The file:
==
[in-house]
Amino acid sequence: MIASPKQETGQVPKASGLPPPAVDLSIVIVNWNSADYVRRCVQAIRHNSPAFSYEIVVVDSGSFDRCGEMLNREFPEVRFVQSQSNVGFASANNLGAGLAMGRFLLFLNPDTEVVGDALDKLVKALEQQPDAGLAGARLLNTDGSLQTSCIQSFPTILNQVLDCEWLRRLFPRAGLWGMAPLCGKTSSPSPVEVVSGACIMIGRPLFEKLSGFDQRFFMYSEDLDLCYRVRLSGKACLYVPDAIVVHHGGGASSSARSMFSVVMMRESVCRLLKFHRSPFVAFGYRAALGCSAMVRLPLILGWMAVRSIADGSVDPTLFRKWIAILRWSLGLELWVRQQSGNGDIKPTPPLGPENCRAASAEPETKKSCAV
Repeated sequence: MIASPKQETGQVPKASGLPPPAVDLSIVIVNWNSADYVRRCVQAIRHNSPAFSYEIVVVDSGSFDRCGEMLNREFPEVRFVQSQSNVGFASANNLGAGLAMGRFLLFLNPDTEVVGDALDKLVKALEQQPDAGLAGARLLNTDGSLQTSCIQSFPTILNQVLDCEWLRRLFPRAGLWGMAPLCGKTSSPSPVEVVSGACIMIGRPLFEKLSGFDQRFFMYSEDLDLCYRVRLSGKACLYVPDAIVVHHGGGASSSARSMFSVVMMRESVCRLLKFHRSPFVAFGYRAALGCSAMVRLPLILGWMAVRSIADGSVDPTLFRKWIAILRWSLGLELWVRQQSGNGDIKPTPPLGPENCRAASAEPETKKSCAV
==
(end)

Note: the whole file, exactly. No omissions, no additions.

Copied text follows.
[in-house]
Amino acid sequence: MIASPKQETGQVPKASGLPPPAVDLSIVIVNWNSADYVRRCVQAIRHNSPAFSYEIVVVDSGSFDRCGEMLNREFPEVRFVQSQSNVGFASANNLGAGLAMGRFLLFLNPDTEVVGDALDKLVKALEQQPDAGLAGARLLNTDGSLQTSCIQSFPTILNQVLDCEWLRRLFPRAGLWGMAPLCGKTSSPSPVEVVSGACIMIGRPLFEKLSGFDQRFFMYSEDLDLCYRVRLSGKACLYVPDAIVVHHGGGASSSARSMFSVVMMRESVCRLLKFHRSPFVAFGYRAALGCSAMVRLPLILGWMAVRSIADGSVDPTLFRKWIAILRWSLGLELWVRQQSGNGDIKPTPPLGPENCRAASAEPETKKSCAV
Repeated sequence: MIASPKQETGQVPKASGLPPPAVDLSIVIVNWNSADYVRRCVQAIRHNSPAFSYEIVVVDSGSFDRCGEMLNREFPEVRFVQSQSNVGFASANNLGAGLAMGRFLLFLNPDTEVVGDALDKLVKALEQQPDAGLAGARLLNTDGSLQTSCIQSFPTILNQVLDCEWLRRLFPRAGLWGMAPLCGKTSSPSPVEVVSGACIMIGRPLFEKLSGFDQRFFMYSEDLDLCYRVRLSGKACLYVPDAIVVHHGGGASSSARSMFSVVMMRESVCRLLKFHRSPFVAFGYRAALGCSAMVRLPLILGWMAVRSIADGSVDPTLFRKWIAILRWSLGLELWVRQQSGNGDIKPTPPLGPENCRAASAEPETKKSCAV